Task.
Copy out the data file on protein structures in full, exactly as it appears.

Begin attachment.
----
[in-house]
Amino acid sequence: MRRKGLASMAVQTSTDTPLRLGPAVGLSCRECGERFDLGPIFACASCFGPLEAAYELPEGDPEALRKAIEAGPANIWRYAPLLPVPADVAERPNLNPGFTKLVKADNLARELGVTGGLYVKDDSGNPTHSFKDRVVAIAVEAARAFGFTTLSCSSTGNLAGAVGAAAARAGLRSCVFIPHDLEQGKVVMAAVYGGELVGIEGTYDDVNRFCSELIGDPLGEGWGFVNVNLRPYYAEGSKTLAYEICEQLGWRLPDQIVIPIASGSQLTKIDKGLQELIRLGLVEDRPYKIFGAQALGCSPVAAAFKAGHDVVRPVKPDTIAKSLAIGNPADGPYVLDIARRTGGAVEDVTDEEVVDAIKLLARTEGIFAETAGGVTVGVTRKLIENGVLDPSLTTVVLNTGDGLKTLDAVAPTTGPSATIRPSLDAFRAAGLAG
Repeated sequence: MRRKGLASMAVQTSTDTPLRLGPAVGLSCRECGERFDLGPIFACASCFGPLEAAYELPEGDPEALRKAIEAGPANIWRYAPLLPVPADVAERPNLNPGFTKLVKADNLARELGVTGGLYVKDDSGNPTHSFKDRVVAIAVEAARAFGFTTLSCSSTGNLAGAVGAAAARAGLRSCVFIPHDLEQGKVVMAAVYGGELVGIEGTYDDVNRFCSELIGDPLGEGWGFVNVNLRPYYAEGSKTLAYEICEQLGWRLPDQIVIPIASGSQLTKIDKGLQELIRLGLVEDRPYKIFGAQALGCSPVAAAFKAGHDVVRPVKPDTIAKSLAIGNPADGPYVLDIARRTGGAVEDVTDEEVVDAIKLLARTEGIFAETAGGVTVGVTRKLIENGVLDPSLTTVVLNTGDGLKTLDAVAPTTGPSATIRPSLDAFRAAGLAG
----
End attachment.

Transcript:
[in-house]
Amino acid sequence: MRRKGLASMAVQTSTDTPLRLGPAVGLSCRECGERFDLGPIFACASCFGPLEAAYELPEGDPEALRKAIEAGPANIWRYAPLLPVPADVAERPNLNPGFTKLVKADNLARELGVTGGLYVKDDSGNPTHSFKDRVVAIAVEAARAFGFTTLSCSSTGNLAGAVGAAAARAGLRSCVFIPHDLEQGKVVMAAVYGGELVGIEGTYDDVNRFCSELIGDPLGEGWGFVNVNLRPYYAEGSKTLAYEICEQLGWRLPDQIVIPIASGSQLTKIDKGLQELIRLGLVEDRPYKIFGAQALGCSPVAAAFKAGHDVVRPVKPDTIAKSLAIGNPADGPYVLDIARRTGGAVEDVTDEEVVDAIKLLARTEGIFAETAGGVTVGVTRKLIENGVLDPSLTTVVLNTGDGLKTLDAVAPTTGPSATIRPSLDAFRAAGLAG
Repeated sequence: MRRKGLASMAVQTSTDTPLRLGPAVGLSCRECGERFDLGPIFACASCFGPLEAAYELPEGDPEALRKAIEAGPANIWRYAPLLPVPADVAERPNLNPGFTKLVKADNLARELGVTGGLYVKDDSGNPTHSFKDRVVAIAVEAARAFGFTTLSCSSTGNLAGAVGAAAARAGLRSCVFIPHDLEQGKVVMAAVYGGELVGIEGTYDDVNRFCSELIGDPLGEGWGFVNVNLRPYYAEGSKTLAYEICEQLGWRLPDQIVIPIASGSQLTKIDKGLQELIRLGLVEDRPYKIFGAQALGCSPVAAAFKAGHDVVRPVKPDTIAKSLAIGNPADGPYVLDIARRTGGAVEDVTDEEVVDAIKLLARTEGIFAETAGGVTVGVTRKLIENGVLDPSLTTVVLNTGDGLKTLDAVAPTTGPSATIRPSLDAFRAAGLAG